His words fly in direct contrast with testimony from experts and survivors who believe a proper intervention could have saved a young woman’s life, and see the body camera footage and actions by police as one of many examples of law enforcement being fundamentally ill-equipped to handle domestic violence disputes. “You cannot determine who a primary aggressor is based on one incident,” Rita Smith, former head of the National Coalition Against Domestic Violence, told The Cut last September. “It’s not what they see right in front of them. They’ve got to get some kind of a historical perspective of this interaction to know who really is in danger here.”

Yet, because of how law enforcement officers have been trained to understand victims and abusers in domestic violence situations and abusive relationships as a binary, when Petito admitted to hitting Laundrie, Pratt and Robbins jumped to conclusions without even attempting to further investigate power dynamics or complexities within the relationship.

Utah is one of nearly half of all states with mandatory arrest laws that require officers to make an arrest if they’re called to handle a domestic violence dispute. Victim advocates once called for this as a solution to police not taking domestic violence disputes seriously. But in the years since mandatory arrest laws were first adopted, experts say the policy has made it more likely for victims to be arrested and criminalized for self-defense, because of biases, or biased assessment of victim and abuser behaviors when police arrive on the scene. As we can see in the body camera footage from Aug. 12, where Petito is crying, hyperventilating, and admits to hitting Laundrie, Laundrie is visibly calm and at ease with the officers — one of whom, again, literally fist-bumps him.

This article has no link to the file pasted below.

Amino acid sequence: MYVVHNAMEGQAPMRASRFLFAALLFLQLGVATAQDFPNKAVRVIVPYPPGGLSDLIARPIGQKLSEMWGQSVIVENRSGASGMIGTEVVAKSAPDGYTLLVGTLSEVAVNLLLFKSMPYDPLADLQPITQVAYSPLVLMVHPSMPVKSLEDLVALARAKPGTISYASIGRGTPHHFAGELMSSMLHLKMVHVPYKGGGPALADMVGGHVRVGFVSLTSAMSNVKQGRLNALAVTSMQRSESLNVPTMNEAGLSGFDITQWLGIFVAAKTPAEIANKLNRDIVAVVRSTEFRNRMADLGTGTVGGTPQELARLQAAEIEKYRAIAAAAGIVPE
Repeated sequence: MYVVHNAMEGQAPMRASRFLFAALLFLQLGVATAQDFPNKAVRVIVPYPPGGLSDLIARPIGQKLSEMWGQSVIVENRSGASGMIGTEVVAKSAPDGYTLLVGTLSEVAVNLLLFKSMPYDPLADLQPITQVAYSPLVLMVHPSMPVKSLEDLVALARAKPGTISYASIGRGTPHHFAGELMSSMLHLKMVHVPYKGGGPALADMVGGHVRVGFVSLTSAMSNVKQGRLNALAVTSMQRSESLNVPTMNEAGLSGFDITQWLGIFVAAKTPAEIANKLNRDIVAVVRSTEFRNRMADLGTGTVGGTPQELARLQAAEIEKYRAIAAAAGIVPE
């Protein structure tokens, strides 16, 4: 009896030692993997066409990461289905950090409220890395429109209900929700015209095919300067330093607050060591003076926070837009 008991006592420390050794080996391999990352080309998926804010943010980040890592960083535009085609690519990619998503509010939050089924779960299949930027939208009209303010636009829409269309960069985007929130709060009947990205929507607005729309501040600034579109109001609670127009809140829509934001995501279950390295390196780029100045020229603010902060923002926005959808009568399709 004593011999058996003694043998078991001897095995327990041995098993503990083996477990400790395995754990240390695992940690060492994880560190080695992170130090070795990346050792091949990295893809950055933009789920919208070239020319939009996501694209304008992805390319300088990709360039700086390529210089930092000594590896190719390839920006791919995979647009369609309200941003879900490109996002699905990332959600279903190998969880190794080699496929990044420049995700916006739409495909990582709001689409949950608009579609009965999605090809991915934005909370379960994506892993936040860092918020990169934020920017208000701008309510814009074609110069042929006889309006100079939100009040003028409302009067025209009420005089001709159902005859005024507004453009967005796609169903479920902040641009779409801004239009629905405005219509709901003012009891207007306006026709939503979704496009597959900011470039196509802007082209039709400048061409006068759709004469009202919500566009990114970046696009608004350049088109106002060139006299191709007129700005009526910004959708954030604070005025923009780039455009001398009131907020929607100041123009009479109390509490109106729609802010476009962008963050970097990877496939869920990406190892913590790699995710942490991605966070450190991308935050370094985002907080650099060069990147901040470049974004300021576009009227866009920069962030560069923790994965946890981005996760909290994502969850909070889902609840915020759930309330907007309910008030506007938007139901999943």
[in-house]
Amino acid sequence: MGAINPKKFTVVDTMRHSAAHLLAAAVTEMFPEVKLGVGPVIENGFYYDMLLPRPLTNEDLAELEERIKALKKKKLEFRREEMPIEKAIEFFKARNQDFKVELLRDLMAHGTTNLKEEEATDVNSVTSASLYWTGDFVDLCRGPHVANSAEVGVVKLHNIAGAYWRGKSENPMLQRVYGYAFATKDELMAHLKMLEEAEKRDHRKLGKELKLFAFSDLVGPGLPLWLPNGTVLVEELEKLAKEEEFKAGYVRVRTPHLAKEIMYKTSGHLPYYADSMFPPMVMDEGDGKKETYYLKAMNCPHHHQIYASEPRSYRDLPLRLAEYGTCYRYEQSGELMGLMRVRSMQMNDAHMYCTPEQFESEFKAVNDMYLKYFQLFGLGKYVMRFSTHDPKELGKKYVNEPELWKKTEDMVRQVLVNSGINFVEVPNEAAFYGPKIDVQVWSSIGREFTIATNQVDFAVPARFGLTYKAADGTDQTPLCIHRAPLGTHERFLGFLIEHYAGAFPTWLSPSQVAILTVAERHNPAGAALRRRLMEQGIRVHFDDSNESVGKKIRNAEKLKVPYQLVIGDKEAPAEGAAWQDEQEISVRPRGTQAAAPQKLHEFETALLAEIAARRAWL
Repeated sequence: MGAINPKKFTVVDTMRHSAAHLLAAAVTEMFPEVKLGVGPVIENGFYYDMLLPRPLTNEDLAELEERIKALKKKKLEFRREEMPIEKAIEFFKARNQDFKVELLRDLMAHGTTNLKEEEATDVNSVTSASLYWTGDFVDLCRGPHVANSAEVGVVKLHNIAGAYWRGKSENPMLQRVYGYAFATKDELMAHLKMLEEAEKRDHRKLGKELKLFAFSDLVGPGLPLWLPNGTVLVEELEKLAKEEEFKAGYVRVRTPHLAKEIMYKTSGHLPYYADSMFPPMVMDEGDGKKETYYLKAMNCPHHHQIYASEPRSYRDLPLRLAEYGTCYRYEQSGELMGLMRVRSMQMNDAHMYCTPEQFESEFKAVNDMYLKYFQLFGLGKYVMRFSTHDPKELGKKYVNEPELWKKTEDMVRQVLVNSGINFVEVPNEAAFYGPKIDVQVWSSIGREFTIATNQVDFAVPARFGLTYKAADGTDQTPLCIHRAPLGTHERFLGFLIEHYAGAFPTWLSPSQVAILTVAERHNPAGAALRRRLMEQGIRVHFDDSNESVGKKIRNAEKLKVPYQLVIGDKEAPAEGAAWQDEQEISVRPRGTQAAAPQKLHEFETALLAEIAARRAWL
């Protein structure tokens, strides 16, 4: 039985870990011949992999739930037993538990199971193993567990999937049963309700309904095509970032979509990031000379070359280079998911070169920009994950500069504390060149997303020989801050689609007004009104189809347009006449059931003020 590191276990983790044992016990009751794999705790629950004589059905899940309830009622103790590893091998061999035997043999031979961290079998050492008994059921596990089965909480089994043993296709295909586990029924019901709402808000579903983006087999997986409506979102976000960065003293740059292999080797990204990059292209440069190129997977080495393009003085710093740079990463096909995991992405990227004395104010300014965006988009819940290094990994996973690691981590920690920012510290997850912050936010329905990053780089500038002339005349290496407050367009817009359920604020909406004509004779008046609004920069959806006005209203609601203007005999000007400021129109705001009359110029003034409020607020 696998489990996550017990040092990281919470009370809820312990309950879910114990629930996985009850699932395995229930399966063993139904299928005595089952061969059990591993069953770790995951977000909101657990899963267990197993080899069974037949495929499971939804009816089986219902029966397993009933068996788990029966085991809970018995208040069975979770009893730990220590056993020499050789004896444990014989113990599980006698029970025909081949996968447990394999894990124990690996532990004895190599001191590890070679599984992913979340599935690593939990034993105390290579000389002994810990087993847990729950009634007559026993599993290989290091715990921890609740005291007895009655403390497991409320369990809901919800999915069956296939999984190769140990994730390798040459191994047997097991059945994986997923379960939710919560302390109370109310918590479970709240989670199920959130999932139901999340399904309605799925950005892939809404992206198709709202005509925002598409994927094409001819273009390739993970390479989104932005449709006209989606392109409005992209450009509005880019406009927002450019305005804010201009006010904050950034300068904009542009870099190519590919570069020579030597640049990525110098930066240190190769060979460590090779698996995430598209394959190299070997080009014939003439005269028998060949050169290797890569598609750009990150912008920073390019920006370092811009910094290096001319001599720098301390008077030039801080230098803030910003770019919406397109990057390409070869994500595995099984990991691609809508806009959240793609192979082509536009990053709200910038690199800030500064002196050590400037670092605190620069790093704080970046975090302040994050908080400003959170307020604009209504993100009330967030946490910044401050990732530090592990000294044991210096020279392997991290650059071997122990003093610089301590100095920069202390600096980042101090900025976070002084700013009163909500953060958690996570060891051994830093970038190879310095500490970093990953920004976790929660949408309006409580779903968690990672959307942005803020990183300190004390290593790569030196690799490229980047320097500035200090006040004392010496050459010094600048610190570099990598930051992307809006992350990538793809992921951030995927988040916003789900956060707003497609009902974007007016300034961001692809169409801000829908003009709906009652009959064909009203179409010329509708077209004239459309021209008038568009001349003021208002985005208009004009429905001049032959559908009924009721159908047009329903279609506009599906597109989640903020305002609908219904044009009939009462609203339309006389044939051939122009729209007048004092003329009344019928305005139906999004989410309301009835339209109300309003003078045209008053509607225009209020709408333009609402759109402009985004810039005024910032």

Law enforcement and the broader criminal justice system have a long history of requiring victims to meet impossible, dangerous standards to be seen as victims at all. Despite Petito’s privilege as a young, middle-class white woman, at the time that she and Laundrie were pulled over, officers seem to have read her as hysterical, less credible than Laundrie, and as an imperfect victim unworthy of support because she’d admitted to hitting Laundrie.

Ultimately, a number of jarring statistics show Officers Pratt and Robbins weren’t the exception but the rule when it comes to law enforcement’s inability to handle domestic disputes. One 2020 survey found 24% of women who have called the police to report intimate partner violence or sexual assault say that they were consequently arrested, themselves, or threatened with arrest. One 2010 study found less than half of surveyed police officers said they were likely to believe a woman who said her husband had raped her, despite how marital rape is illegal in all 50 states. Several studies have found at least 40% of police officers are domestic abusers, themselves.

Sure, “nobody knows” what would have happened if officers had actually investigated the domestic dispute that was brought to their attention or offered some miniscule amount of support to the clearly distressed Gabby Petito in her last days alive. But we do know that Officers Pratt and Robbins severely mishandled her case, and mishandling of domestic violence disputes is both systemic and devastating across police departments.